JIEDDO asks industry for IED-detection technology to safeguard infantrymen from roadside bombs

WASHINGTON, 13 April 2011. Officials of the U.S. Army Joint Improvised Explosive Device Organization (JIEDDO) in the Pentagon are asking industry for technology to help protect foot soldiers from improvised explosive devices (IEDs). Solutions should be small enough for infantrymen to carry, or for man-packable small unmanned ground vehicles (UGVs). JIEDDO released a broad agency announcement (JIEDDO_BAA_11-01) late last week for the Rapid Development of Counter-IED Capabilities for Dismounts program.

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WASHINGTON, 13 April 2011. Officials of the U.S. Army Joint Improvised Explosive Device Organization (JIEDDO) in the Pentagon are asking industry for technology to help protect foot soldiers from improvised explosive devices (IEDs). Solutions should be small enough for infantrymen to carry, or for man-packable small unmanned ground vehicles (UGVs).JIEDDO released a broad agency announcement (JIEDDO_BAA_11-01) late last week for the Rapid Development of Counter-IED Capabilities for Dismounts program. for man-portable IED-detection technology to help keep soldiers and Marines on foot safe from roadside bombs and other hidden booby trap explosives.Buried IEDs are hidden on the ground or buried, and are designed to kill or hurt fighting forces on foot or in lightly armored vehicles. These devices frequently are put in washouts, culverts, gates, and bridges that hide them and route traffic over them. The main explosive typically is a homemade, fertilizer-based, bulk explosive in a plastic or cloth container.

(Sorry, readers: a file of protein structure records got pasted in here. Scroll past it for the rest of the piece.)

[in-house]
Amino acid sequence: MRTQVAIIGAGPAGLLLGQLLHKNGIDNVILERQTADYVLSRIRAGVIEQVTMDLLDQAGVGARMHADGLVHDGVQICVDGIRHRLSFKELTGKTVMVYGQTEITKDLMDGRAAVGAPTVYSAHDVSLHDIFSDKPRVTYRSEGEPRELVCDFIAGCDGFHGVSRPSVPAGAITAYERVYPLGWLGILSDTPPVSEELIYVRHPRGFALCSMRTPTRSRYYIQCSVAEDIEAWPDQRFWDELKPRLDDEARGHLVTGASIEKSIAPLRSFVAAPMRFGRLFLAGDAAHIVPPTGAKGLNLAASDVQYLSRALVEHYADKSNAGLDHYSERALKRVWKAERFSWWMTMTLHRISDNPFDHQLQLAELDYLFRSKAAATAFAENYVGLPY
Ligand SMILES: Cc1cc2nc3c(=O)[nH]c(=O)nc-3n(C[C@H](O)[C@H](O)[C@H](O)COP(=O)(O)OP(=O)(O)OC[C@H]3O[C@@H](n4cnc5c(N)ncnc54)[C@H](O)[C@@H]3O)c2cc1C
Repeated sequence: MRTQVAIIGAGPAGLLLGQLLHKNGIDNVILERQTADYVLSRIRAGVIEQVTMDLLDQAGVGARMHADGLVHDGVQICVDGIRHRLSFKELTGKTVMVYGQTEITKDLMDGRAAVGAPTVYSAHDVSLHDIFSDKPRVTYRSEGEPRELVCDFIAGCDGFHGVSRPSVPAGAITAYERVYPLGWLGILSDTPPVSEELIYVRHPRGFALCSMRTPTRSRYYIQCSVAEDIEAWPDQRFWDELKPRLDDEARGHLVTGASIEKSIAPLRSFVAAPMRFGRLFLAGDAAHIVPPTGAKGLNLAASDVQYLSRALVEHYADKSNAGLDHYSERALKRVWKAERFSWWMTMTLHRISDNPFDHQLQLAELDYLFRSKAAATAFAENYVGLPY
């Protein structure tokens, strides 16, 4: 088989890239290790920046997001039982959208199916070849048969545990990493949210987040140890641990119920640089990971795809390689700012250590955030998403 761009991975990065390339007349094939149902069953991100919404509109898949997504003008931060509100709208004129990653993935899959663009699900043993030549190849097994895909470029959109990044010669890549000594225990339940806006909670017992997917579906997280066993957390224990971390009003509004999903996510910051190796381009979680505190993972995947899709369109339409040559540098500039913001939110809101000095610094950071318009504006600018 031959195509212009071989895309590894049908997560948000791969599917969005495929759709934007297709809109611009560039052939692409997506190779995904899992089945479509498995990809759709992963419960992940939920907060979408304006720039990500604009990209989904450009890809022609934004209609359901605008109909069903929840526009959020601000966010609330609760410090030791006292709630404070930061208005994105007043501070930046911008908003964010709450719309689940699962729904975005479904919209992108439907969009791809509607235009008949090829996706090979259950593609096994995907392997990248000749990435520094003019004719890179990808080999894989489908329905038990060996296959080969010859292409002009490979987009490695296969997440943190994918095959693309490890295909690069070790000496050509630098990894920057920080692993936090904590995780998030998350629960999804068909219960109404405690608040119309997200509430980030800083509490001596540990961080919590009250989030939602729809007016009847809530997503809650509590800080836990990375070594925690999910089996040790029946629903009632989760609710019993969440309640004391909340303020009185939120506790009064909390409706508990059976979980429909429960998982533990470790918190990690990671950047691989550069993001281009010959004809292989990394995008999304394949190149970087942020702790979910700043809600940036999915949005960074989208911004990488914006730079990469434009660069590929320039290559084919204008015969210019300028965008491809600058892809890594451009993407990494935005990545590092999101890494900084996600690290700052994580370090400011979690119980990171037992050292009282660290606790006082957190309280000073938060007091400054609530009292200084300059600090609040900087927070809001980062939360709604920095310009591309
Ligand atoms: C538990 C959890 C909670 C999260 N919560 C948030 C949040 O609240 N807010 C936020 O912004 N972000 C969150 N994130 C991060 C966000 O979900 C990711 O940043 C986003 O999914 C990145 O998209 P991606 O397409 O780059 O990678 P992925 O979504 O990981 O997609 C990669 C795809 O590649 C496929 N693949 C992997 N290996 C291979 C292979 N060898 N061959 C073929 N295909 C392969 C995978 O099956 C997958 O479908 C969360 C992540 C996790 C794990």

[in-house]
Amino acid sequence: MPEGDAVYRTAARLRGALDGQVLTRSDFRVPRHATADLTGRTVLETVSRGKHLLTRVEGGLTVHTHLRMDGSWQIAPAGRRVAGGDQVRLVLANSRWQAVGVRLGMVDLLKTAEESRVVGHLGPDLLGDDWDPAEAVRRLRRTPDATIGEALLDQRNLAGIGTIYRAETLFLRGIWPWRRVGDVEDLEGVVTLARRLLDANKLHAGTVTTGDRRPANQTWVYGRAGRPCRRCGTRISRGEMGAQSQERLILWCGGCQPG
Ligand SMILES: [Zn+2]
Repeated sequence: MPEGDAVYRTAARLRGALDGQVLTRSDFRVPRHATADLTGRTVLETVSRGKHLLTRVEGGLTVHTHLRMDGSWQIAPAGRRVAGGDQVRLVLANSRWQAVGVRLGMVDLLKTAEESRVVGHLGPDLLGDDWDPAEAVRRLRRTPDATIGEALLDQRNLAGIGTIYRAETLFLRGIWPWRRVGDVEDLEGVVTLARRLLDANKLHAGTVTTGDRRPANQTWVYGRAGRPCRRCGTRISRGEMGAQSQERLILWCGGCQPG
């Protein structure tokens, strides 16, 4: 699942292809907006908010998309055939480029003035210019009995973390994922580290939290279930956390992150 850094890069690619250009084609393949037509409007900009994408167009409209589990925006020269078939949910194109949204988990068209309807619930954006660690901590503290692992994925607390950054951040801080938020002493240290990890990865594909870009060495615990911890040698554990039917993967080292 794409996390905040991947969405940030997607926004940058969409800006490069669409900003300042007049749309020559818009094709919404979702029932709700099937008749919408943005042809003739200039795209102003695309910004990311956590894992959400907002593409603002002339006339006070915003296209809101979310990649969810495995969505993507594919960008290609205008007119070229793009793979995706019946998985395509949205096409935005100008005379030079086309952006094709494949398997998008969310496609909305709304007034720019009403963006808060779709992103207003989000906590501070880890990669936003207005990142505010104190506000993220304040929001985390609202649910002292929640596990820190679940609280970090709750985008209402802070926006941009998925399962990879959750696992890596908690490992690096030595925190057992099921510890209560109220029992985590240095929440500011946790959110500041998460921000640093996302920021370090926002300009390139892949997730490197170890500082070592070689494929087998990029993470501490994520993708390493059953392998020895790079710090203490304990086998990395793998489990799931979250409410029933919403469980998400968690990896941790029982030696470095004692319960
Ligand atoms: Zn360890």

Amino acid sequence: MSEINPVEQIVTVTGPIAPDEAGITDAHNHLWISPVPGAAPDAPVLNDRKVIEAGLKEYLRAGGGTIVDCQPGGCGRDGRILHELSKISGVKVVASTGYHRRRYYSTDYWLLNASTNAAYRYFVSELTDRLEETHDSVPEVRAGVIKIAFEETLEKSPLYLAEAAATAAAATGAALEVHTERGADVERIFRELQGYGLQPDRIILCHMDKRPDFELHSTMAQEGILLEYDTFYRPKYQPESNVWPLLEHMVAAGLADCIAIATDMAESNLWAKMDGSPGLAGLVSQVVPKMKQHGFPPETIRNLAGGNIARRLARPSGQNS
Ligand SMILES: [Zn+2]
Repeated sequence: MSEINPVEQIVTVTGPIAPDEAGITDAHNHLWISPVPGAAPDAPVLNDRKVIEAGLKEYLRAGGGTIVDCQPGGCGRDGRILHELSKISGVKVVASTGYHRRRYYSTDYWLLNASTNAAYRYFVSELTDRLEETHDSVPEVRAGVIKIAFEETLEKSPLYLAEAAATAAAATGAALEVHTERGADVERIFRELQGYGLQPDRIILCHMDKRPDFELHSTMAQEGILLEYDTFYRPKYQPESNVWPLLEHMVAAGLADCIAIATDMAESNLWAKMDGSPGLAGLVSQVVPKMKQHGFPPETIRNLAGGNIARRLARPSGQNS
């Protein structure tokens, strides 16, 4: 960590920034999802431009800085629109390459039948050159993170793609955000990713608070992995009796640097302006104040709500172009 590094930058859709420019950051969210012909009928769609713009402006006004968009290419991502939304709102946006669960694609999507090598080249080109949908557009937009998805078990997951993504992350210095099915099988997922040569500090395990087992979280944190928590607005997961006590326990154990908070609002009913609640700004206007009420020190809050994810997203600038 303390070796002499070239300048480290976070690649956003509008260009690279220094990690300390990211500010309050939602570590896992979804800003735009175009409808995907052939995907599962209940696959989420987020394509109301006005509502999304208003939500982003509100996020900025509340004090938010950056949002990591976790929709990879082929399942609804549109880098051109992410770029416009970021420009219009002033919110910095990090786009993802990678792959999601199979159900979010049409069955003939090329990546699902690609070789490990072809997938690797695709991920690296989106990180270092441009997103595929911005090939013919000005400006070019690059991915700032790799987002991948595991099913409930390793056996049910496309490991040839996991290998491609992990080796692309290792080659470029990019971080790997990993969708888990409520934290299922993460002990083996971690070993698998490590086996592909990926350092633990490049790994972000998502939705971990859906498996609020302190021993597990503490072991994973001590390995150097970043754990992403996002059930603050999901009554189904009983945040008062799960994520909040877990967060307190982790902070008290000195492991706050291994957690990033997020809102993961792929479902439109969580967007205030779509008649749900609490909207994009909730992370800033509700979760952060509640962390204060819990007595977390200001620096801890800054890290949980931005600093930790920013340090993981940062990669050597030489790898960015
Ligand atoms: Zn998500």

The most common switches for buried IEDs are pressure switches and hidden trip wires that detonate the explosive when someone walks on or near them. IED designers use as little metal as possible to avoid detection.

JIEDDO officials are looking for new ways of detecting IEDs or their components, as well as signs of emplacement, such as disturbed earth. JIEDDO officials are looking for three ways of doing this: clearing IEDs from likely threat locations; avoiding IEDs; and using unmanned vehicles or aircraft to detect IEDs hidden in large areas.

JIEDDO wants solutions for these three scenarios, but will give the highest priority to systems that clear IEDs from suspect locations, and help foot soldiers simply avoid IEDs. Officials are especially interested in technologies to help discriminate IED components from clutter.

JIEDDO wants technology to help infantrymen find buried IEDs buried targets at various depths packaged in metallic, low-metallic, and non-metallic containers; in all kinds of terrain; and masked with clutter.

Since soldiers and Marines on foot should be able to carry these systems, solutions should weigh no more than six pounds; offer hands-free operation; and have audio and visual feedback in all modes of operation. Batteries should last for at least six hours, and work together with military chargers and cables.

Potential solutions for unmanned ground vehicles should be reliable at speeds faster than three miles per hour mph over varied terrain, including 10-inch-high obstacles, tall grass, and 20-percent slopes; should work for at least eight hours; be no wider than 24 inches; and weigh no more than six pounds; offer one-hand or hands-free operation.

Companies interested should respond no later than 23 May to the Joint Improvised Explosive Device (IED) Organization, Joint Improvised Explosive Device (IED) Organization, online via the BIDS Website at https://bids.acqcenter.com/JIEDDO. For questions or concerns contact the JIEDDO's Mark Keller by phone at 703-604-3039, or Dick Chladek at 703-602-5476. Also contact the JIEDDO by post at 5000 Army Pentagon, Washington, DC 20310-5000.

More information is online at https://www.fbo.gov/spg/USA/JIEDDO/JIEDDO/JIEDDO_BAA_11-01 /listing.html.

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